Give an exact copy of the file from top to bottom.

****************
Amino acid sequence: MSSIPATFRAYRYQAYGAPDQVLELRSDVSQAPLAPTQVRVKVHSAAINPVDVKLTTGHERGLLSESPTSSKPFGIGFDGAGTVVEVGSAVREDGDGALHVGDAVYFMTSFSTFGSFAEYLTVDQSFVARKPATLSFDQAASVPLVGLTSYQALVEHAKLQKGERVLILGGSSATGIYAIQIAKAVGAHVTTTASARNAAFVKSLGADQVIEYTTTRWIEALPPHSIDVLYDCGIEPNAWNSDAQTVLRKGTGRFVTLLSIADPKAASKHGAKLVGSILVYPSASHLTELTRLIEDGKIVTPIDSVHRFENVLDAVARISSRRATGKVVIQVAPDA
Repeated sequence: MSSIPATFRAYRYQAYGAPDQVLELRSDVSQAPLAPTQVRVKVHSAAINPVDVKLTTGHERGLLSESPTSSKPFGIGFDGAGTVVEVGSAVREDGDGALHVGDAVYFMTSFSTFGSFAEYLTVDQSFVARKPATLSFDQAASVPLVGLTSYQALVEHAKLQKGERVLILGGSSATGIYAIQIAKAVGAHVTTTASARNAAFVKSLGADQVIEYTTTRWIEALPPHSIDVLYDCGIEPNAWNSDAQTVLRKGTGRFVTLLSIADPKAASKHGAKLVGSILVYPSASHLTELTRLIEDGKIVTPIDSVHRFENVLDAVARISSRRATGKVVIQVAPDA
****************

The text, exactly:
Amino acid sequence: MSSIPATFRAYRYQAYGAPDQVLELRSDVSQAPLAPTQVRVKVHSAAINPVDVKLTTGHERGLLSESPTSSKPFGIGFDGAGTVVEVGSAVREDGDGALHVGDAVYFMTSFSTFGSFAEYLTVDQSFVARKPATLSFDQAASVPLVGLTSYQALVEHAKLQKGERVLILGGSSATGIYAIQIAKAVGAHVTTTASARNAAFVKSLGADQVIEYTTTRWIEALPPHSIDVLYDCGIEPNAWNSDAQTVLRKGTGRFVTLLSIADPKAASKHGAKLVGSILVYPSASHLTELTRLIEDGKIVTPIDSVHRFENVLDAVARISSRRATGKVVIQVAPDA
Repeated sequence: MSSIPATFRAYRYQAYGAPDQVLELRSDVSQAPLAPTQVRVKVHSAAINPVDVKLTTGHERGLLSESPTSSKPFGIGFDGAGTVVEVGSAVREDGDGALHVGDAVYFMTSFSTFGSFAEYLTVDQSFVARKPATLSFDQAASVPLVGLTSYQALVEHAKLQKGERVLILGGSSATGIYAIQIAKAVGAHVTTTASARNAAFVKSLGADQVIEYTTTRWIEALPPHSIDVLYDCGIEPNAWNSDAQTVLRKGTGRFVTLLSIADPKAASKHGAKLVGSILVYPSASHLTELTRLIEDGKIVTPIDSVHRFENVLDAVARISSRRATGKVVIQVAPDA